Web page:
More Q&A with AVP commissioner Donald Sun

AVP managing partner Donald Sun. (Photo: Orange County Register/Christine Cotter)

In addition to a Q&A with AVP head man Donald Sun as the Huntington Beach Open starts the 2017 beach volleyball season, we have this:

Q: How does the schedule come about and how can it stay consistent considering conflicts occasionally there with the global FIVB schedule that will attract your top players?

A: It’s always been a jigsaw puzzle. Eventually you have to pick a schedule and this may have been the earliest in the history of the AVP, at least since 200, is getting a schedule posted – last December. You can’t wait until a few weeks before to get the word out. It doesn’t work from a consumer confidence standpoint, marketing standpoint, all those things. The schedule this year will also pretty much be the same in 2018, but we may change a few things, maybe a week ahead or after what they are now in certain cities. But we don’t want to coincide with a big FIVB event. It’s always better for us to move our events after FIVB gets locked in if we need to. So you’ll know the Manhattan Beach Open is the third week of August for the next three years, for example. Chicago, always Labor Day weekend if you want to do a trip. First week of May will be Huntington Beach.

Q: Any cities you want to rotate in? San Diego? Santa Monica?

We’ve talked to them for years but we are limited in some ways with branding issues. Santa Monica has said it doesn’t like to see a whole bunch of brands on its beaches. So it’s hard for us – the sponsors support us. There are also costs and general over sentiment that we get that it might be too challenging for them to host it. Some may say they already get ‘enough’ tourists and don’t want to think about handling more crowds. Other locations we have gone to – some have worked, some haven’t. What we have now are all big cities and interesting markets. We can start creating a following from a local and national footprint standpoint. Already having Huntington, Hermosa and Manhattan, do we add another West Coast California spot? Maybe a spot like Cincinnati is nice, but maybe it also lost some momentum. Continue reading “More Q&A with AVP commissioner Donald Sun” »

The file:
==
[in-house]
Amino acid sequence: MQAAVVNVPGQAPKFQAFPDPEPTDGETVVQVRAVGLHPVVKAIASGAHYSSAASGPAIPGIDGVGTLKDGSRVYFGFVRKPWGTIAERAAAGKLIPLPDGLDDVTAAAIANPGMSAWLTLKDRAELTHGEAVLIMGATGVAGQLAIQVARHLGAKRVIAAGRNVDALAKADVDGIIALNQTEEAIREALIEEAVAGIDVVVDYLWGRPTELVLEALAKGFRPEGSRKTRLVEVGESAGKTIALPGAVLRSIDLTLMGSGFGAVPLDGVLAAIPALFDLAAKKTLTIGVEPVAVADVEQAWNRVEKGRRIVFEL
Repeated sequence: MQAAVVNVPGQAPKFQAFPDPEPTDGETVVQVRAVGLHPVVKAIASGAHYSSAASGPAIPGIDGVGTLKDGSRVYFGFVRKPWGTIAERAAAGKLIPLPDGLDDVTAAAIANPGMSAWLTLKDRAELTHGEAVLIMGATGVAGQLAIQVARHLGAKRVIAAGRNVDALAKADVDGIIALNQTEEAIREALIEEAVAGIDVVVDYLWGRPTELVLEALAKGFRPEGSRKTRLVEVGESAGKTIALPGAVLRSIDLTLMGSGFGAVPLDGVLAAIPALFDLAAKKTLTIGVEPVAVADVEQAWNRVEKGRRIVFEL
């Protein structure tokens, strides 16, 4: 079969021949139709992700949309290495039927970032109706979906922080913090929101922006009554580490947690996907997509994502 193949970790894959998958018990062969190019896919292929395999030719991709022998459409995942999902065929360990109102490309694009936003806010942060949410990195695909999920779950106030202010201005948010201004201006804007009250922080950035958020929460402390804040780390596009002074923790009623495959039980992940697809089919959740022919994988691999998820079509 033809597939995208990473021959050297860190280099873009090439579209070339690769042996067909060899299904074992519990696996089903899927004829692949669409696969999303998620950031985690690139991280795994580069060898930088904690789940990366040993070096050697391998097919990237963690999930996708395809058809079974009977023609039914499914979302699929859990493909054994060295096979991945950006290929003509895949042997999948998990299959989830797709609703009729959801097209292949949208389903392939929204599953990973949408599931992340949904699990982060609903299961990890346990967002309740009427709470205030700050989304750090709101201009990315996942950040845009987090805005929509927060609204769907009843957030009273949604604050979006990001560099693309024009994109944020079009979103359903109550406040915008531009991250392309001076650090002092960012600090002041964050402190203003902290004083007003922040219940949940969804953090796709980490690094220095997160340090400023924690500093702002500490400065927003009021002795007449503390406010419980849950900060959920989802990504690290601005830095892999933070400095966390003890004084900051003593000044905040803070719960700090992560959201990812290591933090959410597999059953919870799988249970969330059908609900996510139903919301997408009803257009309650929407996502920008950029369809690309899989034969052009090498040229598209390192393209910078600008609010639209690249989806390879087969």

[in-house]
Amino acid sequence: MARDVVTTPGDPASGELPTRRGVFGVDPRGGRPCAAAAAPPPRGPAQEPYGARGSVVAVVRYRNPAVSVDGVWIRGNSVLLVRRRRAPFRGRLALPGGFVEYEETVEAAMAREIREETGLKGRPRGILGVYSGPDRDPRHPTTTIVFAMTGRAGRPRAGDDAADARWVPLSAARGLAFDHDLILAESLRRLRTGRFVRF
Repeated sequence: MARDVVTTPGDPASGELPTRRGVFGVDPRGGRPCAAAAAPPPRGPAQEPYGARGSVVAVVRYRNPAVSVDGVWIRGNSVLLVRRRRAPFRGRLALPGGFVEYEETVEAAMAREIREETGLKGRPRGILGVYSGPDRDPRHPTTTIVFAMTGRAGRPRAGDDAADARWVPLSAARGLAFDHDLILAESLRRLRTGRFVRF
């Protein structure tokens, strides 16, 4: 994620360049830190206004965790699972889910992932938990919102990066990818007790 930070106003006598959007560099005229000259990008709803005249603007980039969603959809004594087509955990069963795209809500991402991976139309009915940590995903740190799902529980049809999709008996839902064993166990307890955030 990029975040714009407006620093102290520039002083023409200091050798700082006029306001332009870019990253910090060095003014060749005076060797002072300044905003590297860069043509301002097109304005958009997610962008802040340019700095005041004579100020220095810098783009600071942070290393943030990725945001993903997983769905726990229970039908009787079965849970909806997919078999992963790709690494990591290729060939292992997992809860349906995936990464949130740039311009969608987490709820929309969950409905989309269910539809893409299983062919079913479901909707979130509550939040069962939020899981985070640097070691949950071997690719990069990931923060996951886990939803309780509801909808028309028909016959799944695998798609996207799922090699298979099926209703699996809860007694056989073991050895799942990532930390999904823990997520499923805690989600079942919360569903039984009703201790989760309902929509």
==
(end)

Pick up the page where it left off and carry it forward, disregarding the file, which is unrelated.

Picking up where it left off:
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Sports media notes version 05.03.17: Preparing for the “Chuck” release, and the ESPN relief

Prior to Sunday’s media column feature on what’s behind the new movie “Chuck” — and note above, the two Hollywood screenings Friday and Saturday with Liev Schreiber in attendance — here are more things worth tracking heading into the weekend:

== Many thoughtful responses/theories/overreactions to last week’s Sunday column trying to explain why ESPN got itself into a personnel-cutting mode last week.
And then there’s a headline on “Even ‘New York Times’ Notes ESPN’s Leftward Leaning Coverage”
So now they think the NYT isn’t fake news?
In the NYT piece by writer Mark Tracy, it points out that perhaps there is a connecting of dots that is more debatable than not over how the layoffs were determined, but it doesn’t stop the conversation. Nor should it.
Tracy points out: “In The Ringer, the writer Bryan Curtis recently concluded, sympathetically, that sportswriting had become “a liberal profession.” In debates such as whether the Washington Redskins’ name and imagery are offensive, he said, most sportswriters consider there to be only one right-thinking side. …
Bob Ley, one of ESPN’s longest-tenured anchors, perhaps hinted at one byproduct of ESPN’s “diversity and inclusion” when he told the ombudsman, Jim Brady, in reference to gender and racial emphases in personnel: ‘We’ve done a great job of diversity. But the one place we have miles to go is diversity of thought.'”